Drain the sink. Take your project and carefully squeeze the water out. DO NOT twist it when you squeeze, as this can cause it to lose shape. Instead, take large sections and squeeze gently, pressing the water out. Note that you will not get all the water out this way. That’s what the next step is for…
Take a towel and roll your project in it. Press down gently all over the towel in order to soak up any excess water.
Take another towel and lay it out flat. Spread your crochet project on it. You can use a blocking board instead of a towel if you’d like, but in my experience a towel works perfectly fine.
Pin your project to the towel. Adjust the stitches to lay exactly how you want it to look when finished. Don’t be afraid to stretch the fabric out a lot—that’s exactly the point of wet blocking!
Let your project dry completely. I usually let mine sit overnight to ensure it is fully dry. Finally, take out the pins, and you’re all done!
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Method 2: Spray Blocking
Use this method if:
- Your project is made out of natural fibers
- Your project does not need to be stretched drastically
- You need to get your blocking done in a small amount of time
Don’t use this method if your project needs to be shaped and stretched a lot. For that type of project, use wet blocking instead.
- Towel (or blocking board, if desired)
- Spray bottle
Lay your project out on a towel (or a blocking board) and pin it down.
Fill a spray bottle with water, and spray your project until it is damp. (If your project needs to be fully soaked to block and stretch well, you should use wet blocking instead of spray blocking).
Allow your project to dry, and remove pins. That’s all there is to it!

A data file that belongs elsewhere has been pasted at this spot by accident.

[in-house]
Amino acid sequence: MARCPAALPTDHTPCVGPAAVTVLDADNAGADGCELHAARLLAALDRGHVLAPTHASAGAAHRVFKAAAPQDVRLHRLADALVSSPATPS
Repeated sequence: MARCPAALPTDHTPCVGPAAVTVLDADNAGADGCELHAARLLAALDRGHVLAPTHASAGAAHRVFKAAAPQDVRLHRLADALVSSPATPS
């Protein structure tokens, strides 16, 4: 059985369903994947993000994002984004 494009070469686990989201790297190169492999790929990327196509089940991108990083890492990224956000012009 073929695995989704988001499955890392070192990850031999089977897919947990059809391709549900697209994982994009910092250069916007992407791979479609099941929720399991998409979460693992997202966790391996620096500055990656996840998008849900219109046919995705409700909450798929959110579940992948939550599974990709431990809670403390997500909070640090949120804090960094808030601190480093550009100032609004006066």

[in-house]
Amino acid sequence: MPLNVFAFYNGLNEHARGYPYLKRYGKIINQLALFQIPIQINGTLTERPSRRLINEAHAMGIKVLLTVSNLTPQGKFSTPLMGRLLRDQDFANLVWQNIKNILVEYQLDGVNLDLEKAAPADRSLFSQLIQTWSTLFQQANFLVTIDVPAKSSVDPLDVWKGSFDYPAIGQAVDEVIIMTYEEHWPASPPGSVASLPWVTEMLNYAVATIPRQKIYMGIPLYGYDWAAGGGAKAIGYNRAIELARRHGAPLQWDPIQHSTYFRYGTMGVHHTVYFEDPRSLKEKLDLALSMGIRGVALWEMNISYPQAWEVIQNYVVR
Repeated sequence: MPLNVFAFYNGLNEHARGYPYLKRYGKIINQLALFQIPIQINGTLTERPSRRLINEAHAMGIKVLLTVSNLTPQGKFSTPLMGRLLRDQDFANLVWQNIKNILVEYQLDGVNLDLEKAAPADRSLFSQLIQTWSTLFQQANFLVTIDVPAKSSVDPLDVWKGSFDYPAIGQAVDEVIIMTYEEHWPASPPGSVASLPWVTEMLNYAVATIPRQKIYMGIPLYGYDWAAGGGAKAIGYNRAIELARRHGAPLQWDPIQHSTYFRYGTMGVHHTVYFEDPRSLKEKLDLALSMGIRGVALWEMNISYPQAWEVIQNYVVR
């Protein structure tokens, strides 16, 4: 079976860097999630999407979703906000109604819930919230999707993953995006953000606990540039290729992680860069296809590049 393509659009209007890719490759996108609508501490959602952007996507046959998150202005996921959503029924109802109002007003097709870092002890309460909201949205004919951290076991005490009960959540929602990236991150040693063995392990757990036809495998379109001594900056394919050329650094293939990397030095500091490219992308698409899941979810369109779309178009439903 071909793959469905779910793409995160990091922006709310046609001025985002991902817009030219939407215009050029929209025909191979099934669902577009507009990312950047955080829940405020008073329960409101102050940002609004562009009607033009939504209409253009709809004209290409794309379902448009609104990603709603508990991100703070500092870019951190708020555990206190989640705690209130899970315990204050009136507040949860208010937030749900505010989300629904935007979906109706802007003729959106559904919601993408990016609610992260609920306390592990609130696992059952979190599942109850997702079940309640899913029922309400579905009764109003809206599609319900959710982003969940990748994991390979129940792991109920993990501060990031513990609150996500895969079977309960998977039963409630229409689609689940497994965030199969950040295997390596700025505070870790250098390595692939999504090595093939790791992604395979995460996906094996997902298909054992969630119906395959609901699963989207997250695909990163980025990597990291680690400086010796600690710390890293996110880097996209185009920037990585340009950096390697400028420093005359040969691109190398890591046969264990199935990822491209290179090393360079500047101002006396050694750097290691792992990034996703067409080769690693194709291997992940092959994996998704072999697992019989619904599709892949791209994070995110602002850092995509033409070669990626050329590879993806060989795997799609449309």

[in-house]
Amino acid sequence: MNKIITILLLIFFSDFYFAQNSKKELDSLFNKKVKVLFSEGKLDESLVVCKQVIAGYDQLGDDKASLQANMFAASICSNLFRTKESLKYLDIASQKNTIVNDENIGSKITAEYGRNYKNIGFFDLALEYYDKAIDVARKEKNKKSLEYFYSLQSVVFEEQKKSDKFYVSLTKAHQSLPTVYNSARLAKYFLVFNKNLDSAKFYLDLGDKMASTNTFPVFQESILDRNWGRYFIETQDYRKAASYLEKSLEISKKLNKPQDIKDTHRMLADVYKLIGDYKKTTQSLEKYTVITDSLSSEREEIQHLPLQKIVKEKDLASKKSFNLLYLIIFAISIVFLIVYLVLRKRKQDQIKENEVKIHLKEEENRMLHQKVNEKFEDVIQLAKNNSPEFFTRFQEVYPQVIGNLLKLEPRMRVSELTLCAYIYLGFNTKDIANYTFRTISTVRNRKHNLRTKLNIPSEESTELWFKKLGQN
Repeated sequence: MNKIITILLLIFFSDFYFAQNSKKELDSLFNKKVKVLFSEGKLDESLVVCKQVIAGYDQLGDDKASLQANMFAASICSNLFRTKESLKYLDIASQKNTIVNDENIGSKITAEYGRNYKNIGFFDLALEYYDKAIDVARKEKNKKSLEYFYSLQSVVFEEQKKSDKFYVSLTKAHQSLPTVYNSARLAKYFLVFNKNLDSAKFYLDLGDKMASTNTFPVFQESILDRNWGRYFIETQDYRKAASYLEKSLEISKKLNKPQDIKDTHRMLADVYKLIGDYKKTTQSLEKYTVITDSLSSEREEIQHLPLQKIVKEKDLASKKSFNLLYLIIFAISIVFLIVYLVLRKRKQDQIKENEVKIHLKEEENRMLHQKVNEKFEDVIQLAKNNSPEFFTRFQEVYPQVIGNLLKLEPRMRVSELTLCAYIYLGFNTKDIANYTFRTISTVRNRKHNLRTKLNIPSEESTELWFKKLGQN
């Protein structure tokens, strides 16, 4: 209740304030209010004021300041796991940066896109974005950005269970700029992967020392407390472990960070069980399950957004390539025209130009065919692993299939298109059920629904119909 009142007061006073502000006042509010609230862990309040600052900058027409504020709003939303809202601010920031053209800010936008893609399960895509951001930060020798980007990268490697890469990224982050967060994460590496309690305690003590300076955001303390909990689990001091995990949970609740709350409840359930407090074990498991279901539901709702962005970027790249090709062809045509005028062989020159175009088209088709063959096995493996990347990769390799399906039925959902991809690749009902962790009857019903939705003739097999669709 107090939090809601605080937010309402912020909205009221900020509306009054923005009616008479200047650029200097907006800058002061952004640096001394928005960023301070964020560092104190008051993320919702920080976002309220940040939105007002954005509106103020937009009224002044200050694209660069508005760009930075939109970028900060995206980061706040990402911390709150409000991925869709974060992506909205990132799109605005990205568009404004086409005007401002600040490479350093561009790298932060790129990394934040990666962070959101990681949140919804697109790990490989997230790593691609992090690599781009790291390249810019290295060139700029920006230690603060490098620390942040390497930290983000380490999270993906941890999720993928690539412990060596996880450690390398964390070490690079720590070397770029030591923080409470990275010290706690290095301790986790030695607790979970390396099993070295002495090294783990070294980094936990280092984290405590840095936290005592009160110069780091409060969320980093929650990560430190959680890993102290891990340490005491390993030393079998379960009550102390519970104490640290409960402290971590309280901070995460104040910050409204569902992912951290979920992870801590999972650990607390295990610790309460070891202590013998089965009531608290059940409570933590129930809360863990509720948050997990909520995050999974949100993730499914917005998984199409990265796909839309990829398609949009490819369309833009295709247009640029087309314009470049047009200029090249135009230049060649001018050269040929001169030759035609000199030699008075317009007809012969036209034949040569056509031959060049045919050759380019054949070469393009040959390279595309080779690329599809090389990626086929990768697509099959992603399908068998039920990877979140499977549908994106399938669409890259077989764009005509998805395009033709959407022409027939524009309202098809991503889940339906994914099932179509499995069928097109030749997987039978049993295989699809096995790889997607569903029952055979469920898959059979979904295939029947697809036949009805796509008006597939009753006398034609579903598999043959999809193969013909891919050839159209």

Method 3: Steam Blocking
Use this method if:
- Your project is made of acrylic yarn
- Your project needs to be stretched a lot
- Pins (optional)
- Iron with a steam setting
Lay your project out on a towel. If it needs to be stretched drastically (like the lace cowl I showed at the beginning), you will want to pin it to the towel. However, with some projects (especially something that’s not lace) pinning isn’t necessary.
Prepare your iron. Fill it with water, set it to the “steam” setting, and let it heat up.
Hover the iron over your project. Do not EVER touch the iron to the crocheting, or your project will MELT. This is because acrylic yarn is essentially made out of plastic. Crafters call this “killing” your project. However, you still have to hover the iron at least an inch above your project. As long as the iron never physically touches the yarn, you’ll be fine. You can get as close to your project as you want, but be careful.
Don’t be shy with the steam, but let it keep going until your project is slightly damp. After this, remove the pins. (If you didn’t pin your project down, you’re all done!)
And there are your three blocking methods! Not too complicated, right? As you practice each method, it will get easier and easier. You might even find that you enjoy it! If you have any questions at all, please don’t hesitate to contact me. I would love to help! Don’t forget to follow me on Instagram and Pinterest for lots more crochet inspiration! To view last week’s post, a tutorial on foundation single crochet, click here. Coming up next week: a crochet lace tutorial, with tips and tricks for designing!
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— Rachel 🙂